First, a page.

A most important lesson


People respect power.

People respect financial power, that everyone knows, but they also respect the power of other abilities: the ability to attract other people to them, the ability to fix a car, the ability to manipulate a musical instrument in a masterful way, just to name a few.

Take, for example, the talented guitar player who can entertain friend or stranger for hours on end with his melodies. It is possible that this guy may not be extremely interested in making money. Let’s say except for the part-time work he does during the day (which impresses no one), he also plays in bars and coffee shops a few nights of the week. He makes enough money to pay for his sparse apartment, and he can afford the most essential groceries (and every now and then new guitar strings). This guy will probably never be rich. His intention is to entertain or inspire people with his music, no matter how small or how big the audience is. That the respect that will come his way will multiply if he can play guitar well and make lots of money doing it, is to some extent irrelevant. People will respect him for being able to do something that most people can not do – to press and pull guitar strings in such a way as to fill the air with enjoyable sounds.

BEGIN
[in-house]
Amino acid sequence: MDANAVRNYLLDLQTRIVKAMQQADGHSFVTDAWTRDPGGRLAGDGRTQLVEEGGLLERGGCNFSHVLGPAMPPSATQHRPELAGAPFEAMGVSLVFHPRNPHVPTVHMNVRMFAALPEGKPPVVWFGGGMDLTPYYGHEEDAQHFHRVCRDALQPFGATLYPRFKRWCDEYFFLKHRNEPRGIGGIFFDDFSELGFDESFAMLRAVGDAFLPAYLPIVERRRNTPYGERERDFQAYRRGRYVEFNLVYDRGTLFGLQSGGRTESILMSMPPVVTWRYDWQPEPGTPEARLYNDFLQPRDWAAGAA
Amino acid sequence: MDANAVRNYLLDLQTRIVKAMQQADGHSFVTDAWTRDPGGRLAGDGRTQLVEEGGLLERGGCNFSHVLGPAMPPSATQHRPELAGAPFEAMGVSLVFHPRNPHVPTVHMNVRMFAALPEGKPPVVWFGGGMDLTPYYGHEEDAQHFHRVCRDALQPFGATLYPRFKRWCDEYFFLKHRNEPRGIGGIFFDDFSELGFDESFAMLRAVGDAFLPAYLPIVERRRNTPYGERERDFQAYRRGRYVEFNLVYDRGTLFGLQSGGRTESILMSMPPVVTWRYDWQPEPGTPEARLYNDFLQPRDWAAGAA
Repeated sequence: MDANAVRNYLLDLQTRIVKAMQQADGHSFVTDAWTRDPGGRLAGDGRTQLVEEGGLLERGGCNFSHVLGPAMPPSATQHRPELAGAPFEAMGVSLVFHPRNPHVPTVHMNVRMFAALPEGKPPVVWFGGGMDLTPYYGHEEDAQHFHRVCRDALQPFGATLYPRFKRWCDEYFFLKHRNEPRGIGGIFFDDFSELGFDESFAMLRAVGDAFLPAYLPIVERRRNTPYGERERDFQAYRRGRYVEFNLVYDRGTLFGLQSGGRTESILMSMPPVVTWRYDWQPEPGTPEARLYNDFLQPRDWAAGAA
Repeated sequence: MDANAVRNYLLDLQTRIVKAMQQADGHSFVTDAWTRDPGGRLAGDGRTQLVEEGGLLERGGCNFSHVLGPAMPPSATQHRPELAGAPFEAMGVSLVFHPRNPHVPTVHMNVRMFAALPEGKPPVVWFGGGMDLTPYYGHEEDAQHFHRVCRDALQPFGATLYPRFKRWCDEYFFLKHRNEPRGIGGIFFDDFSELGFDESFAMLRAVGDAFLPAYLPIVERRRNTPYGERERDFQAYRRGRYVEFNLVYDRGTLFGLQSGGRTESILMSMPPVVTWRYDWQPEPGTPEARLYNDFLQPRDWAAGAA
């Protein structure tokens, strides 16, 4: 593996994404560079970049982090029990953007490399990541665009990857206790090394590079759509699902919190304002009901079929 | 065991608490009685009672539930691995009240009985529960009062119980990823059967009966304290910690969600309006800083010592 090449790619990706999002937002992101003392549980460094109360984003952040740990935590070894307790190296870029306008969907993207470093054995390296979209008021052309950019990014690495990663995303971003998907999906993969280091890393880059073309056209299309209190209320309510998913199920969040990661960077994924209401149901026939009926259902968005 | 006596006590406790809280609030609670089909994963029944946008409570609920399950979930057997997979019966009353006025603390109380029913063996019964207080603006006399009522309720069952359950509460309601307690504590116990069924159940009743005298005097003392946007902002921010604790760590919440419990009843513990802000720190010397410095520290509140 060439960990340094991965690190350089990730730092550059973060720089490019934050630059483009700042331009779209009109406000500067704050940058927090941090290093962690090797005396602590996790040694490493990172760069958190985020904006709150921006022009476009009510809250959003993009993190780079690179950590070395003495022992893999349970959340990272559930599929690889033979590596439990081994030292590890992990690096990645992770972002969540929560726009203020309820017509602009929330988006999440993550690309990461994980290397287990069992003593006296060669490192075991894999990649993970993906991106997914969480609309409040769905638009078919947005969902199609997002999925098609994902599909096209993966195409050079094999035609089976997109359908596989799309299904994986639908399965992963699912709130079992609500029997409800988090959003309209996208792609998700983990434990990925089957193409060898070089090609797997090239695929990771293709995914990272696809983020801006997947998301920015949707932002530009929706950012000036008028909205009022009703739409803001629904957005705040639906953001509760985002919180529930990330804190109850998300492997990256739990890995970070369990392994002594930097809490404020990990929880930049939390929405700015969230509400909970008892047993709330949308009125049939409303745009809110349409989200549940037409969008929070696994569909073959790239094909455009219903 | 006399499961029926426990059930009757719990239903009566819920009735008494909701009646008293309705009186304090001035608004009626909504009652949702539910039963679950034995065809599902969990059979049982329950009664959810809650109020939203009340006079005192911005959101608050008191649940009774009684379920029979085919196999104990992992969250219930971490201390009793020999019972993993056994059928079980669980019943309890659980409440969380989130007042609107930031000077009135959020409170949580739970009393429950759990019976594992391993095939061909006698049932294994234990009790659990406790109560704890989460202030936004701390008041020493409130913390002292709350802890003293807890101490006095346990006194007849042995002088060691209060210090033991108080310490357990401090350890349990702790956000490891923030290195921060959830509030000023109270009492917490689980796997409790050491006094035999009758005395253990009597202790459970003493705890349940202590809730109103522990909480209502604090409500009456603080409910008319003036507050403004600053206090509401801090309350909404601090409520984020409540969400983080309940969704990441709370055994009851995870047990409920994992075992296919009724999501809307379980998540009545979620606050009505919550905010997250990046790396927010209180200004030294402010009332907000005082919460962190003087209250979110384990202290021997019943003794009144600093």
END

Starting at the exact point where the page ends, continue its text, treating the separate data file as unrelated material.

What sort of ability commands respect from people? For one, the sort of ability that another person has desired to master for a long time, but one they have not been able to master. To then see someone else who has mastered that very same ability be rewarded with other people’s respect, will intensify their desire to claim the power of that ability for themselves.

Respect determines your place in society. To not be respected means that you will be treated as a zero on the proverbial contract. On the other hand, to be respected for something for which you want to be respected, means that people will want to associate with you. When people see that others want to associate with you, you will usually be treated with more respect, which in turn will strengthen your sense of self-worth and belonging. Not to be respected reduces your sense of self-worth. This reduced sense of self-worth then increases the likelihood that your public appearance will make a weak impression on people, in which case people will find even less reason to respect you. These unflattering appearances also have the undesirable effect that you feel even less that you belong somewhere, which will undermine your self-esteem even further. That the cycle is vicious, is fairly clear.

People respect power – the ability to do something they, themselves, want to do, but which they have not mastered yet, or one they believe they never will master. This is an insight that has haunted me for years. It is indeed one of the most valuable lessons I have learned during the past more than a decade of my adult existence.